Belkis Wille writes: A candidate who entered the Iranian election race to help his boss, President Hassan Rouhani, is emerging as a favourite of reformists for his bold and outspoken campaign, even though he is ultimately expected to step aside.
Eshaq Jahangiri, the first vice-president, made clear when he registered as a candidate for the top job that he was “supplementing” and not challenging the incumbent – indicating his campaign was a tactical move aimed at defending Rouhani’s achievements.
The presidential election on 19 May is the first since the 2015 nuclear deal with the west, when Tehran rolled back its nuclear programme in exchange for the removal of sanctions.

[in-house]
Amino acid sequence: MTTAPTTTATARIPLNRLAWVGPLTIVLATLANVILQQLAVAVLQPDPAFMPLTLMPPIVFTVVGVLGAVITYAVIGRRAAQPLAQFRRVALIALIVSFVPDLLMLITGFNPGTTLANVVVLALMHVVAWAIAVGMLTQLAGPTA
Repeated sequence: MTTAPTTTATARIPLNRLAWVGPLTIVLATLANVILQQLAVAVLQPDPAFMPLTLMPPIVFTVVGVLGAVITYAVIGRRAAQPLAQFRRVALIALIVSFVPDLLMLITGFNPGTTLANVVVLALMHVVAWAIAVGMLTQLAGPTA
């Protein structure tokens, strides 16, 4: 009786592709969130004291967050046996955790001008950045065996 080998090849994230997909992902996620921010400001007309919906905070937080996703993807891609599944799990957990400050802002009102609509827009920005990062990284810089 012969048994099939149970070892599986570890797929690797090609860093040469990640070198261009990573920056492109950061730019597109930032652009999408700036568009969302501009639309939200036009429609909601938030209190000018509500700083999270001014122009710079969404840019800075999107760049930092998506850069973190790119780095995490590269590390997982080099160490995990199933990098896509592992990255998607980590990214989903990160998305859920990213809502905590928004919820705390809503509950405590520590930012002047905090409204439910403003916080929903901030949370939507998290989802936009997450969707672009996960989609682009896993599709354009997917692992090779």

None of the candidates have spoken of scrapping that accord but two conservatives – Tehran’s mayor, Mohammad-Bagher Ghalibaf, and the hardliner Ebrahim Raisi – have questioned whether Rouhani has achieved tangible economic benefits.
Jahangiri’s strong appearance in the first of three televised debates boosted the reformists but Ghalibaf said it was a “strange phenomenon” that he was running alongside Rouhani.
Referring to the marginalisation of reformists after the 2009 disputed presidential vote, which gave hardliner Mahmoud Ahmadinejad a second term in office, Jahangiri responded: “There’s a movement called the reformist movement and you’ve deprived them of all rights and now you are saying that they shouldn’t even have a candidate?
“I’ve put myself up as a representative of the reformist movement to speak out … They confined everyone to their houses. They [Ahmadinejad’s government] earned $700bn, they took it, they spent it and they left nothing, just unemployment.” [Continue reading…]